As a professional interior designer, I am constantly
being asked by clients to create a professional, yet personal space
for home offices, because so many of my clients these days operate
The question I have is: What type of window treatments work best in home offices—what suggestions do you have for window treatments that are appealing enough for the home, yet give a professional look for clients entering a home office?
SOLUTION: Trends in home office design demand the design professional be creative, offering the best of both worlds when it comes to style and professional appeal for the homeowner who operates a home-based business. Careful thought must be given to a space as to how private it should be for the homeowner, yet how welcoming in a business sense it should be for visiting clients.
Access is an issue. Ask your client the question, “How is the space to be accessed by his or her business clientele?” The ideal situation would be a completely separate space with its own outside entrance, but that is not always the case. If at all possible, locate the home office near areas that have access to the outside that could work as a buffer between the home and the office. Many homes have a mud room or a butler’s pantry that could serve this purpose—especially when it comes to offering refreshment or snacks to clients.
As for the surface decoration, think about the following:
• Wall Treatments: Not too personal. A wall treatment that would serve both purposes would be wallpaper with either stripes or an overall pattern or texture but not too busy—something such as a neutral faux finish treatment would work well. Remember, neutral colors work best.
• Flooring: Consider wood flooring, ceramic tile or any other hard surface flooring. This type of flooring will not show traffic patterns and will be easy to maintain. When the office area is not in use, a favorite area rug may appeal to the individuals living in the home.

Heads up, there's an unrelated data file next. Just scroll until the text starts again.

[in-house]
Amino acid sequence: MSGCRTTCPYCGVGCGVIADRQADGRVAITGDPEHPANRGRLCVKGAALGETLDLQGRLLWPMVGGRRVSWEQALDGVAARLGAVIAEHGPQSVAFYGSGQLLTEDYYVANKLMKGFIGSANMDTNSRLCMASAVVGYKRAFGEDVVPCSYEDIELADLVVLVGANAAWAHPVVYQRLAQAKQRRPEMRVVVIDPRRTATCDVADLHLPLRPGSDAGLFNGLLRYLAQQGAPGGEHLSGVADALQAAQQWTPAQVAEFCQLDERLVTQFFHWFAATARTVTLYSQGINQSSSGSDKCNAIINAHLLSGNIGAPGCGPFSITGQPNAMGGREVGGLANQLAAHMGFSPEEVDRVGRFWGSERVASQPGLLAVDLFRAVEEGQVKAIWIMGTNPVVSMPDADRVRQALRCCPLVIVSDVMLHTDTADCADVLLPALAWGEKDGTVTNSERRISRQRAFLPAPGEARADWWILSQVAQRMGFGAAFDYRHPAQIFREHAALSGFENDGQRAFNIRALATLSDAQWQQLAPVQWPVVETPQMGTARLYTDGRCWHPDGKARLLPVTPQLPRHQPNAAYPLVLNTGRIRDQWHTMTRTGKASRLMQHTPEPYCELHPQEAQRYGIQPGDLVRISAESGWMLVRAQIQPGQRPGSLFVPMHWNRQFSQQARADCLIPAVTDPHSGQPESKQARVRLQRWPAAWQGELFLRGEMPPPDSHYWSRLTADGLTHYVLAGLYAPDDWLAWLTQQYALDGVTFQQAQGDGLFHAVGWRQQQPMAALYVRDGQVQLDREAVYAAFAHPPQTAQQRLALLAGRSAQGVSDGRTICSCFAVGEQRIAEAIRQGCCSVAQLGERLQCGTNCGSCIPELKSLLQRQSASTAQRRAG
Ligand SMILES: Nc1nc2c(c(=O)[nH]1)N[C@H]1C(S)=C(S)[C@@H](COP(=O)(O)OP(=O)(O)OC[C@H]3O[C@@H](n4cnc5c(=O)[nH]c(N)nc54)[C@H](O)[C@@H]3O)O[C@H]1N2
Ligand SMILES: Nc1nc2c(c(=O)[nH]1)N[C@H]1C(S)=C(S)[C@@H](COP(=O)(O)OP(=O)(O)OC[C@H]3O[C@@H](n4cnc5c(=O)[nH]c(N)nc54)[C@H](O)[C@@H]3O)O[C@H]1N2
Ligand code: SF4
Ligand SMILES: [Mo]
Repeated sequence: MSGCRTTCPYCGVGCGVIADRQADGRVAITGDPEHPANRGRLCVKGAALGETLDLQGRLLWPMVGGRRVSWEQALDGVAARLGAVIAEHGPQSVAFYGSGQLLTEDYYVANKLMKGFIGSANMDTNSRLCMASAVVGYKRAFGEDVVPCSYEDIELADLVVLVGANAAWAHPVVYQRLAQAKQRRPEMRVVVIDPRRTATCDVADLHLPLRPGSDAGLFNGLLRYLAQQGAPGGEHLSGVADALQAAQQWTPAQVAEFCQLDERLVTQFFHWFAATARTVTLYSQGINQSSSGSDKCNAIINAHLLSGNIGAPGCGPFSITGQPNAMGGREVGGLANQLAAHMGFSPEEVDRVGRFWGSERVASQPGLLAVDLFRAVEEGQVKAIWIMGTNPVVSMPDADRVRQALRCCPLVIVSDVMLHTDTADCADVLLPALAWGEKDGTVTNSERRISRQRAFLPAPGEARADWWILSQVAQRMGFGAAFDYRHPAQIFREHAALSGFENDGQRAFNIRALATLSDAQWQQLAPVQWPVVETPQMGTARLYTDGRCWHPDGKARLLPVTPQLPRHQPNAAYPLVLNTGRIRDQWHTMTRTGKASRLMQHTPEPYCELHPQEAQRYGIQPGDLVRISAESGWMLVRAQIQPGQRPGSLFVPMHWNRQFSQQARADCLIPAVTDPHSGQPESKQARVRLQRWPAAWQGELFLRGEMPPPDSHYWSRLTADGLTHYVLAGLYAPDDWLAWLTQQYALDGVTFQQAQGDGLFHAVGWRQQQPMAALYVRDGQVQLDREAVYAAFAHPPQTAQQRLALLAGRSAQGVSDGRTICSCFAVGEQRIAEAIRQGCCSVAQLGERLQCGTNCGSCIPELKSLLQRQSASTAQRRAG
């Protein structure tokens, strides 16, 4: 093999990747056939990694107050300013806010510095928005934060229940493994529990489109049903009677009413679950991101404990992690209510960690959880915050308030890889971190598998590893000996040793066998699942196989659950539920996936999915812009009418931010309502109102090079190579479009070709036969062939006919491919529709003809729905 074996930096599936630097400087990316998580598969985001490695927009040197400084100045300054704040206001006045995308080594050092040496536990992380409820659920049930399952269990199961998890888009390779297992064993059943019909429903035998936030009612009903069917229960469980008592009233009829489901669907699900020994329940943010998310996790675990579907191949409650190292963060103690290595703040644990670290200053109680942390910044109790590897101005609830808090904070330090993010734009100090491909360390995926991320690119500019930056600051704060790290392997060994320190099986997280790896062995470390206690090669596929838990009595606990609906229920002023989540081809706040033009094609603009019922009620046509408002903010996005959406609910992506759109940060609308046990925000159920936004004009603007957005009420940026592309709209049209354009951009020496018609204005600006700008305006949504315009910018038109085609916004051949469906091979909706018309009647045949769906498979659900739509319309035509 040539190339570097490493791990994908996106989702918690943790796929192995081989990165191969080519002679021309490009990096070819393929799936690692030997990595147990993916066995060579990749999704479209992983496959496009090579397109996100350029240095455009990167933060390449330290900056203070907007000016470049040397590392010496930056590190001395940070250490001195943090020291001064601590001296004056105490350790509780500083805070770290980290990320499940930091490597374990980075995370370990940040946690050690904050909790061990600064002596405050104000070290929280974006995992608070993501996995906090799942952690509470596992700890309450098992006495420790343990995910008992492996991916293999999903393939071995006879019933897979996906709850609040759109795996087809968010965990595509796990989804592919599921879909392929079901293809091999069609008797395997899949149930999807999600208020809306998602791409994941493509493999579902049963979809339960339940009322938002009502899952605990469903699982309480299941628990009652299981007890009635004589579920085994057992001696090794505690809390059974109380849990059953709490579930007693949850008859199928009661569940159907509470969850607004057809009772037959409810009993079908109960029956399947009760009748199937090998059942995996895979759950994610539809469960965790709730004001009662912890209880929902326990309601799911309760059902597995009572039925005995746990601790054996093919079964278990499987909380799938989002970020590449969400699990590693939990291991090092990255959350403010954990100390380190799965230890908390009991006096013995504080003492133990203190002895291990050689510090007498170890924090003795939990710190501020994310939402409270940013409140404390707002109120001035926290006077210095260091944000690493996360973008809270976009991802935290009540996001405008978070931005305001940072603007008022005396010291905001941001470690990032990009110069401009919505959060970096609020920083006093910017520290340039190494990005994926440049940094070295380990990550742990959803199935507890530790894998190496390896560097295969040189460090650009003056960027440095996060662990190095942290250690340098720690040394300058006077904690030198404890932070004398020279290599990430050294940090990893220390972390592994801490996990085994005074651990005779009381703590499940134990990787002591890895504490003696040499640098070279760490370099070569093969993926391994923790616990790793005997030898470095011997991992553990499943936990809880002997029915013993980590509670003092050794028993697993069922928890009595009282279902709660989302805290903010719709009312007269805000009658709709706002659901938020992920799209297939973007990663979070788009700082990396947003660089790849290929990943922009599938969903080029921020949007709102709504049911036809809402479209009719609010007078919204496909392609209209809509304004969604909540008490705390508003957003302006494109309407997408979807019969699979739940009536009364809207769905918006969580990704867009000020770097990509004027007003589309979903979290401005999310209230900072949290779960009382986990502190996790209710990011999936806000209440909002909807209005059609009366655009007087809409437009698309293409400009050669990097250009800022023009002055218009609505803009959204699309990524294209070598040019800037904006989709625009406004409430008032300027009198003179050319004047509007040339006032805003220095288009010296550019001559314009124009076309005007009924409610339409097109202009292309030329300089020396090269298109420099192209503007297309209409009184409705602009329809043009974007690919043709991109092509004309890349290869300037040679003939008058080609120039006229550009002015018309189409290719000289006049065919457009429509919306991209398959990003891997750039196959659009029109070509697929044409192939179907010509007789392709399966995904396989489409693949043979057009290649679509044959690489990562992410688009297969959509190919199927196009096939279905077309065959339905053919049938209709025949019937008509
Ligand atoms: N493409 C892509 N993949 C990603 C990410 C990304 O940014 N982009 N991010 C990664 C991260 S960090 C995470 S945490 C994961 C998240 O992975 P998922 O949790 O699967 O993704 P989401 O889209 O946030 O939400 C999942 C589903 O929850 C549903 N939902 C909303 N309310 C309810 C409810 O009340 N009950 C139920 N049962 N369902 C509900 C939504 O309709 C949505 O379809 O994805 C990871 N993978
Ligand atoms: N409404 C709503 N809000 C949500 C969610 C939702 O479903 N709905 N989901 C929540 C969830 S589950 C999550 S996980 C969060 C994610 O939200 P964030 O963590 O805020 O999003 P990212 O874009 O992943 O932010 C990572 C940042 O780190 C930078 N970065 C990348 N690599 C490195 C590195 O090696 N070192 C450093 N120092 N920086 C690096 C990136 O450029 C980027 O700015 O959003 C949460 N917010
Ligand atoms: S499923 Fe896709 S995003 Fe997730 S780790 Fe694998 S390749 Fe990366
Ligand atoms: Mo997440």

• Window Treatments: Stay away from a frilly look that will communicate “home” rather than a professional look. Window treatments such as wood blinds, shutters, soft shades, roller shades and vertical blinds are a good choice, as you can add a top treatment, such as a cornice or pleated valance that would still offer a detailed, yet professional look. Stay away from multi-floral or lace fabrics. To divide an area, a ceiling-mounted blind also serves as a room divider.
• Lighting: Formal meeting areas require good lighting, but still should offer a warm look. Ceiling fans, spot lighting, recessed lighting and custom light fixtures offer many possibilities. Try to locate conference tables near a window.
• Storage Systems: Be sure to include adequate storage space for papers, filing systems, etc. Do not try to clutter a home office area by using systems that look too residential.
Remember, simple, clean lines in a home office space work best. By using warm colors in your home office, your space will be inviting, yet offer a professional feel.
Many furniture manufacturers now offer lines of furniture that are appealing to both the homeowner and the client. Using woods in your furniture selection also adds a personal, yet professional look. Think about repeating the wood accents around the ceiling with crown molding or incorporate this into your wall treatment.
Editor’s note: This is a continuing series of articles written by Sharon L. Anderson that will answer some of the many questions we receive at Draperies & Window Coverings as well as questions Anderson has encountered in her own business. If you have a question you would like Anderson to address, please send it to:
c/o Draperies & Window Coverings
1724 E. Grand Ave.
Lindenhurst, IL 60046
Fax: (847) 356-9013
Sharon L. Anderson has more than 20 years experience in the residential and commercial areas of interior design. She is currently a faculty member at two Southern California colleges. Anderson has been featured in numerous books and publications.
Want more of Sharon Anderson’s articles? Past columns dating back to 1996 can be found on D&WC’s online archive categorized by author and subject: www.dwconline.com/ DWC/ArticleIndex.html.